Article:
Oriental Fire Bellied toads – Bombina orientalis

Care Sheets, Latest Posts
The Oriental Fire Bellied toad occurs throughout Korea, North East China and into Russia. Geographically it varies in body colouration and intensity of the red belly. The belly is used to deter predators, this toad is mildly poisonous – the toad raises its arms, and flattens itself to show off the red belly when under threat. It is reported that they will flip themselves on their back under extreme provocation – but I have never seen such an extreme display. The toxins are very mild, and only likely to (rarely cause skin / eye irritation). Like all Bombina species it lives in areas of shallow water marsh land.   We always advise the use of plastic or glass vivaria. Provide a shallow water area (around 15-20cm deep), many keepers provide…
Read More

Desert Hairy Scorpions – Hadrurus arizonensis

Care Sheets, Latest Posts
The Desert Hairy Scorpion naturally occurs throughout the Sonoran and Mojave deserts in North America. The hairs detect vibrations and aid them catching prey in such harsh hot conditions. They live in long elaborate tunnels, up to around three metres long. They are known for being a grumpy species, however we find them to be a very manageable species that pose no great difficulties to the experienced scorpion keeper. Their venom is described as being comparable to a bee sting, - however even a bee sting can cause an allergic reaction, and fatalities from this scorpion species have been recorded. As with all species, be careful – and we advise only adult keepers. A plastic or glass tank provides the most suitable housing, heated by a heat mat under or…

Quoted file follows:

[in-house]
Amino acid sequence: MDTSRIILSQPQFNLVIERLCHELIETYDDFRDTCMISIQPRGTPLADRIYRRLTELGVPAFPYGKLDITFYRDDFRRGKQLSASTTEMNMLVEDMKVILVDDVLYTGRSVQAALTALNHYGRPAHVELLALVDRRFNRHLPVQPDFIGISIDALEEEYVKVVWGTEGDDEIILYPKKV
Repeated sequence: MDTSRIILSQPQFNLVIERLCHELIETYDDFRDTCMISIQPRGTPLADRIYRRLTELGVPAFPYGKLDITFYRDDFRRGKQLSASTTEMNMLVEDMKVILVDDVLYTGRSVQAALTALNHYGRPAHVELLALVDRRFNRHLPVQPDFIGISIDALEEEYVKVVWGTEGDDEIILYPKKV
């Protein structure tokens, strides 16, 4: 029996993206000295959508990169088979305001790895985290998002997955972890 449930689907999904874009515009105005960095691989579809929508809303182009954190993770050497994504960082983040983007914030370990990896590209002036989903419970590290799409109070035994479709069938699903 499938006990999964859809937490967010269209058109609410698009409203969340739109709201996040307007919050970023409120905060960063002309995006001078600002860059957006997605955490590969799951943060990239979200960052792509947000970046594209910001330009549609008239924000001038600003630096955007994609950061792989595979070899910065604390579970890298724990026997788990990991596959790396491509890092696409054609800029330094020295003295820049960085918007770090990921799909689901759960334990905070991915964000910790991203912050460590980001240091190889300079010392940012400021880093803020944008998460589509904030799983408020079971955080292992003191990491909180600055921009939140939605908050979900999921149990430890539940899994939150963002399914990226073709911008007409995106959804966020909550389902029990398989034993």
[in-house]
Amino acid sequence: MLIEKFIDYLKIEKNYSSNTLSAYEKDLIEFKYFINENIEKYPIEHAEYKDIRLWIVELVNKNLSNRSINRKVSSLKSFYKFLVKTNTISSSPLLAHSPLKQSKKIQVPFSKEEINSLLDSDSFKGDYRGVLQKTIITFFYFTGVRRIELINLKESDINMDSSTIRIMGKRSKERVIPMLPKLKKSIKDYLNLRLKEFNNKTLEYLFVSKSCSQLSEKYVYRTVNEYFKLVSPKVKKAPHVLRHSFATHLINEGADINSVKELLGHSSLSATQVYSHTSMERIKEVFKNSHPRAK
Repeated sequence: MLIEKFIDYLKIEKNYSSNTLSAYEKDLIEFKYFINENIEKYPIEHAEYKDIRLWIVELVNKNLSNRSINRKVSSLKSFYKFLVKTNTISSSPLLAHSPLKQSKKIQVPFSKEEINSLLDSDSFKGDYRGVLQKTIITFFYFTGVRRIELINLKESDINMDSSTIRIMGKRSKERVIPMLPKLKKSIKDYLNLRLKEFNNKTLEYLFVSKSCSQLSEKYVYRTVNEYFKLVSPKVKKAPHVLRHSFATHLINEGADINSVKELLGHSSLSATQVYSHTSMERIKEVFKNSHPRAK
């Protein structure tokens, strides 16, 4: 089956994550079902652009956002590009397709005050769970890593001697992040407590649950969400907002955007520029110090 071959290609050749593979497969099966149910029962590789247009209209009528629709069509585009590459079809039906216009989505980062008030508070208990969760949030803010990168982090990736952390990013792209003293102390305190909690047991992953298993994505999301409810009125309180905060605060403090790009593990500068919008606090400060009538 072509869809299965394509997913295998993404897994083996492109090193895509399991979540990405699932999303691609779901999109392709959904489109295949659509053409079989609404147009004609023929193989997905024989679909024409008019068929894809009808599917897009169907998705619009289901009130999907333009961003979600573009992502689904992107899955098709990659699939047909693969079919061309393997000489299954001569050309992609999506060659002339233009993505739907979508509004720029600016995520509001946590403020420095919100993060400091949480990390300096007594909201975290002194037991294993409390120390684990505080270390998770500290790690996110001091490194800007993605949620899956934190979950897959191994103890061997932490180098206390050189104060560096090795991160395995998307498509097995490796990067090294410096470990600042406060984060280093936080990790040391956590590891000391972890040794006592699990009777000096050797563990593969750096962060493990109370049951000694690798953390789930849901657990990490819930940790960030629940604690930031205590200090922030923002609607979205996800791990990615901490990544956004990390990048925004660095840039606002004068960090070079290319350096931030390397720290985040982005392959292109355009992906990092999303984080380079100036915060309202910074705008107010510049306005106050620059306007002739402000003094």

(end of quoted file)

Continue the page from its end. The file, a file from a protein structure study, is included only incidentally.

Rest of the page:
Read More

Golden geckos – Gekko ulikovskii

Care Sheets, Latest Posts
Golden geckos are a nocturnal species, generally becoming active at dusk, and remaining active throughout the dark hours. They occur in lowland rainforest in Vietnam, often around human habitation – they take advantage of electric lights that attract flying insects that they consume.   This species is generally available as wild caught, and is not a species currently bred in large numbers. We always recommend that wild caught species are only kept by experienced keepers with a view to establishing breeding programmes – there are many captive bred species freely available that will suit the less experienced keeper. Having said this, the Golden gecko is an easy species to keep, and shouldn’t provide any difficulties in breeding.   They are an arboreal species, so provide a tall glass vivarium of…
Read More

For the sake of our Chameleons

Care Sheets, Information Guides, Latest Posts